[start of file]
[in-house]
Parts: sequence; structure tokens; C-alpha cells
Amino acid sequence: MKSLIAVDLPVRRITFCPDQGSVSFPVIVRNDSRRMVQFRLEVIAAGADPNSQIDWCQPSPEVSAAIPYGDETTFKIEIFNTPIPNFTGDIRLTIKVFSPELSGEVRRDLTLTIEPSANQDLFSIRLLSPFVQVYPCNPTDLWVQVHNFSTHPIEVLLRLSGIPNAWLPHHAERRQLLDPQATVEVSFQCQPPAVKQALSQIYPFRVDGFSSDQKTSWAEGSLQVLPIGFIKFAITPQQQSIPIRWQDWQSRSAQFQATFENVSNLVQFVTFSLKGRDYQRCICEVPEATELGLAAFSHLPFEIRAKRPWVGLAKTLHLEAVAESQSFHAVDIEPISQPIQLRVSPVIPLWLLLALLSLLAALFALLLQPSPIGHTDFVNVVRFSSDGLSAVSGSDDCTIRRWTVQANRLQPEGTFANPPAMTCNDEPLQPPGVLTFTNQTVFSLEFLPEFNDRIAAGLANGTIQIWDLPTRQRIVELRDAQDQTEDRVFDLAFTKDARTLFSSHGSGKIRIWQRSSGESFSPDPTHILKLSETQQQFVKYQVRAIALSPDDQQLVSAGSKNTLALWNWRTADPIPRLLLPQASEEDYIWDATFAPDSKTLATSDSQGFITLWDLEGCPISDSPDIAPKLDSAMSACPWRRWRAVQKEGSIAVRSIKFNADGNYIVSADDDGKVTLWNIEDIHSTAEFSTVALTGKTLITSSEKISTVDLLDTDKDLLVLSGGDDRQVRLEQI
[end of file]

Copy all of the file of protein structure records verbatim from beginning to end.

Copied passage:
[in-house]
Parts: sequence; structure tokens; C-alpha cells
Amino acid sequence: MKSLIAVDLPVRRITFCPDQGSVSFPVIVRNDSRRMVQFRLEVIAAGADPNSQIDWCQPSPEVSAAIPYGDETTFKIEIFNTPIPNFTGDIRLTIKVFSPELSGEVRRDLTLTIEPSANQDLFSIRLLSPFVQVYPCNPTDLWVQVHNFSTHPIEVLLRLSGIPNAWLPHHAERRQLLDPQATVEVSFQCQPPAVKQALSQIYPFRVDGFSSDQKTSWAEGSLQVLPIGFIKFAITPQQQSIPIRWQDWQSRSAQFQATFENVSNLVQFVTFSLKGRDYQRCICEVPEATELGLAAFSHLPFEIRAKRPWVGLAKTLHLEAVAESQSFHAVDIEPISQPIQLRVSPVIPLWLLLALLSLLAALFALLLQPSPIGHTDFVNVVRFSSDGLSAVSGSDDCTIRRWTVQANRLQPEGTFANPPAMTCNDEPLQPPGVLTFTNQTVFSLEFLPEFNDRIAAGLANGTIQIWDLPTRQRIVELRDAQDQTEDRVFDLAFTKDARTLFSSHGSGKIRIWQRSSGESFSPDPTHILKLSETQQQFVKYQVRAIALSPDDQQLVSAGSKNTLALWNWRTADPIPRLLLPQASEEDYIWDATFAPDSKTLATSDSQGFITLWDLEGCPISDSPDIAPKLDSAMSACPWRRWRAVQKEGSIAVRSIKFNADGNYIVSADDDGKVTLWNIEDIHSTAEFSTVALTGKTLITSSEKISTVDLLDTDKDLLVLSGGDDRQVRLEQI